Is Your Blood Pressure Under Control?

Too many people suffer from prehypertension and hypertension. Undetected hypertension will damage your heart. Education and prevention will improve your quality of life. Overweight, inactivity, smoking, especially men, age-over 50, and genetics all play a strong role in hypertension. Be proactive in avoiding or reducing high blood pressure. By all means, check your blood pressure so that you can take the necessary steps to improve your health and stay alive for your family and friends.

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A New Treatment for High Blood Pressure

Cordyceps, a rare mushroom found only in parts of Eastern Asia, is a growing name in the medical community as its legendary benefits are being confirmed by research. Although awareness surrounding high blood pressure (HBP) and its health risks are growing, it remains the second most frequent cause for doctor visits in the US. Moreover, as problems with weight and obesity increase, it is becoming an escalating health threat among children and children as well. In fact, HBP is thought to affect approximately two million American children and teens. Today, The American Heart Association estimates that around 73 million people suffer from HBP.

High blood pressure is classified as:

• Normal blood pressure: less than 120/80 mmHg
• Prehypertension: 120-139 / 80-89 mmHg
• Hypertension: greater than 140/90 mmHg
• Stage 1 Hypertension: 140-159 / 90-99 mmHg
• Stage 2 Hypertension: 160 or greater / 100 or greater mmHg

If blood pressure (BP) becomes too high, it means the heart is working too hard to get oxygen to your body. Along with the growing frequency of HBP, its victims are at an increased risk for other serious health issues.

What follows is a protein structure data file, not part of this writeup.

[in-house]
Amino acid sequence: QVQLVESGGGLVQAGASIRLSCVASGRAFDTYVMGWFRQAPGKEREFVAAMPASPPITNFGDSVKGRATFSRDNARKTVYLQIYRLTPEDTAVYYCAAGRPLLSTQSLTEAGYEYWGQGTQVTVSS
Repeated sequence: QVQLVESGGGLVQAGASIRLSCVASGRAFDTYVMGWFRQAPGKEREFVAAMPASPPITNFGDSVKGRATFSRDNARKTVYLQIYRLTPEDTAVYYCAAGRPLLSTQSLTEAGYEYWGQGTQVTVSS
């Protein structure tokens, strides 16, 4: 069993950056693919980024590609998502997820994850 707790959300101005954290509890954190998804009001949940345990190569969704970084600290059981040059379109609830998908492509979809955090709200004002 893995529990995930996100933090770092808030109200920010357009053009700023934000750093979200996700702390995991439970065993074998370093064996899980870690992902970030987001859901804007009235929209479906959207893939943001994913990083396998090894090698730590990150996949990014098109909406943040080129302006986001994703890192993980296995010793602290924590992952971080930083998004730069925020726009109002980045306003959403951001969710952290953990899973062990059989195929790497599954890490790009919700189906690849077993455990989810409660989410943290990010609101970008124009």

It is often referred to as the “silent killer” because it is essentially symptom free until it becomes severe, in which case it has allegedly caused damage to the body already. Although HBP is a disorder and not an actual disease, it increases the risk for diseases like kidney failure, coronary heart disease, stroke and heart failure. In some cases, it can lead to eye damage and even gradual vision loss.

While doctors continue to look for a cure for HBP, many are now discovering that Cordyceps benefits may be the answer. A number of studies conducted with Cordyceps extracts show that is relaxes blood vessels, increases blood flow to the heart and regulates blood pressure. Regular use reduces the risk of cardiovascular disease, heart attacks, blood clots and stroke. Ultimately, the herb helps blood flow more freely so that the heart does not have to work as hard, which means that more blood is getting to the body.

The exact cause for HBP in each individual is nearly impossible to identify. There is a range of potential causes for high blood pressure. Among them are stress, obesity, age, heredity, gender, lack of exercise and sensitivity to sodium and certain medicines. Furthermore, some of these factors in this list, like diet and exercise, can be changed. However, o factors like age, gender or genetic predisposition can not be controlled.